Rome Wasn’t Built in a Day

…and while the main bathroom renovation wasn’t as expansive, some days it certainly felt that way! A year and half is what it took to finish this renovation, almost to the day. Demo day was March 2, 2019; we finished (except punchlist stuff) on August 30, 2020. I had days I feared that it would never be finished. Granted, I did the majority of the work myself with the help of family and friends. And, the work had to be squeezed in between my day job business trips with several of those being multiple weeks on the west coast and many familial obligations keeping me and/or my help away from the house. The work was extensive. The tub and vanity were swapped in the layout and the door was shifted to accommodate the new configuration. We replaced the swinging door with a pocket door. As the boyfriend often does, he calmed my mind a bit by reminding me that actual time spent working on the room was closer to two months. That made me feel a little better – somewhat. And, I am overjoyed with how this room looks. While not a true restoration, I feel good about reintroducing Folk Victorian aesthetics back to the room. But let’s start back at the beginning….

I started researching Victorian bathroom features and finishes that I wanted to use. Fun fact: Thomas Crapper, famed Victorian plumber, did not invent the first toilet nor is the term “crap” attributable to him! Here are three sites that I found useful:

The History of the LavatoryVictorian Bathroom Design and Victorian Bathrooms: A History Lesson

I started, as I usually do, with picking my finishes. I already knew what art print I wanted to use and it became kismit when I found the old original wallpaper behind the studs.

And, then there was my tile, color, and finish palette. I wanted the tile above the wainscot in the tub surround to disappear and blend into the adjacent wall color. Subway tile and hexagon marble are consistent to the Victorian aesthetic and always a timeless classic. I always like a bathroom to feel sanitary and clean so white fixtures are a must. I also like to use a brushed nickel finish to help hide fingerprints between cleaning. I happily discovered in one of my books, Turn-of-the-Century House Designs with Floor Plans, Elevations, and Interior Details of 24 Residences by William T. Comstock, which was first published by the author in New York in 1893 (the year my house was built) under the title Suburban and Country Homes, that the description for Plates XXVIII. and XXIX. includes this statement: “The plumbing is of the best; all pipes and fixtures in bathroom are nickel-plated.” So, it’s only the best for my home! 🙂 And, quality-wise, Kohler is my go-to manufacturer. I used Kingston Brass faucets in this renovation because of their period appropriateness and, so far, they seem sturdy and quality at a reasonable price. (Word of warning, however, Kingston Brass’s installation instructions are not the best so be prepared and have the tech support number ready in case you need to call for help.) While I opted for real marble floors and accent tile, I decided to go with solid white Quartz for the horizontal surfaces; I felt that it gave it a porcelain look while providing modern maintenance convenience.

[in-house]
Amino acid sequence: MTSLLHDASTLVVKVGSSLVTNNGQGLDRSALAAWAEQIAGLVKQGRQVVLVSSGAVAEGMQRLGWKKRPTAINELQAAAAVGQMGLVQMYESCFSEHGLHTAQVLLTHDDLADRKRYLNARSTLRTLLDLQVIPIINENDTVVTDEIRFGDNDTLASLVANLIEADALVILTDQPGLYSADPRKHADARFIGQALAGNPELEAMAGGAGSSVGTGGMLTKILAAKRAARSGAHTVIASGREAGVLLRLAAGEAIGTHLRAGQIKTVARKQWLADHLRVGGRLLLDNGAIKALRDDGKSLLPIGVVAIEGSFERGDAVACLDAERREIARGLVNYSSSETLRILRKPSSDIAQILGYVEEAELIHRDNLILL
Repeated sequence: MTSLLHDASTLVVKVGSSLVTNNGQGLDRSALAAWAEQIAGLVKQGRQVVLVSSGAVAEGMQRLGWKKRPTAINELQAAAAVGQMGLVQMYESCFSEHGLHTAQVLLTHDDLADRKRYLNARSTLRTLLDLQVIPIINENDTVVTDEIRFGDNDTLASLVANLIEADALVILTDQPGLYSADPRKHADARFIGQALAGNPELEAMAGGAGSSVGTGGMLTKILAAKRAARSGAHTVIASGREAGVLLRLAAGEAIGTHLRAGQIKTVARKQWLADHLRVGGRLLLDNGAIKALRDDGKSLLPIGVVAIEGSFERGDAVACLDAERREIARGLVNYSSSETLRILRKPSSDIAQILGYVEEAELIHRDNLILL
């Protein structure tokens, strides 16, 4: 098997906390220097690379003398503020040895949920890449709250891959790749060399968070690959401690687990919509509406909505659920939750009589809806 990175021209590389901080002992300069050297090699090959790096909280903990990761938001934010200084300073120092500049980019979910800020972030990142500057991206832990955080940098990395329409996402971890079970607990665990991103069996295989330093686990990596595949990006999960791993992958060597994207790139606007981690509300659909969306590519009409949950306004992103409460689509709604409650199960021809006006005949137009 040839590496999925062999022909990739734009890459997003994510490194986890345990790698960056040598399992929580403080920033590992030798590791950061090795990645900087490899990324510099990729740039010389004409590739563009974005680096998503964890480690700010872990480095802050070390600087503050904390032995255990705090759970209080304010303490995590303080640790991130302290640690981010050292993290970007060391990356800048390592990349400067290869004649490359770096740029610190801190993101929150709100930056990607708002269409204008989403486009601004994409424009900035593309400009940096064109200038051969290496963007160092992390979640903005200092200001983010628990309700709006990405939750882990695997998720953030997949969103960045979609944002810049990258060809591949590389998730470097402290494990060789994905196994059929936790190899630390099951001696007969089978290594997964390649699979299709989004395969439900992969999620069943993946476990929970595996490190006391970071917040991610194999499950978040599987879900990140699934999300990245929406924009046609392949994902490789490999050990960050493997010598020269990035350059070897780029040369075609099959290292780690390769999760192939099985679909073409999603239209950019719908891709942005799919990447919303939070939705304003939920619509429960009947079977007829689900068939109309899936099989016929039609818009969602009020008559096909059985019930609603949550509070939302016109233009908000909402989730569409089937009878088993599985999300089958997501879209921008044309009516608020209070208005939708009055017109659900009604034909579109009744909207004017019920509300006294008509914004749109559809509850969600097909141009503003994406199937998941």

tile and paint scheme

Tile and color palette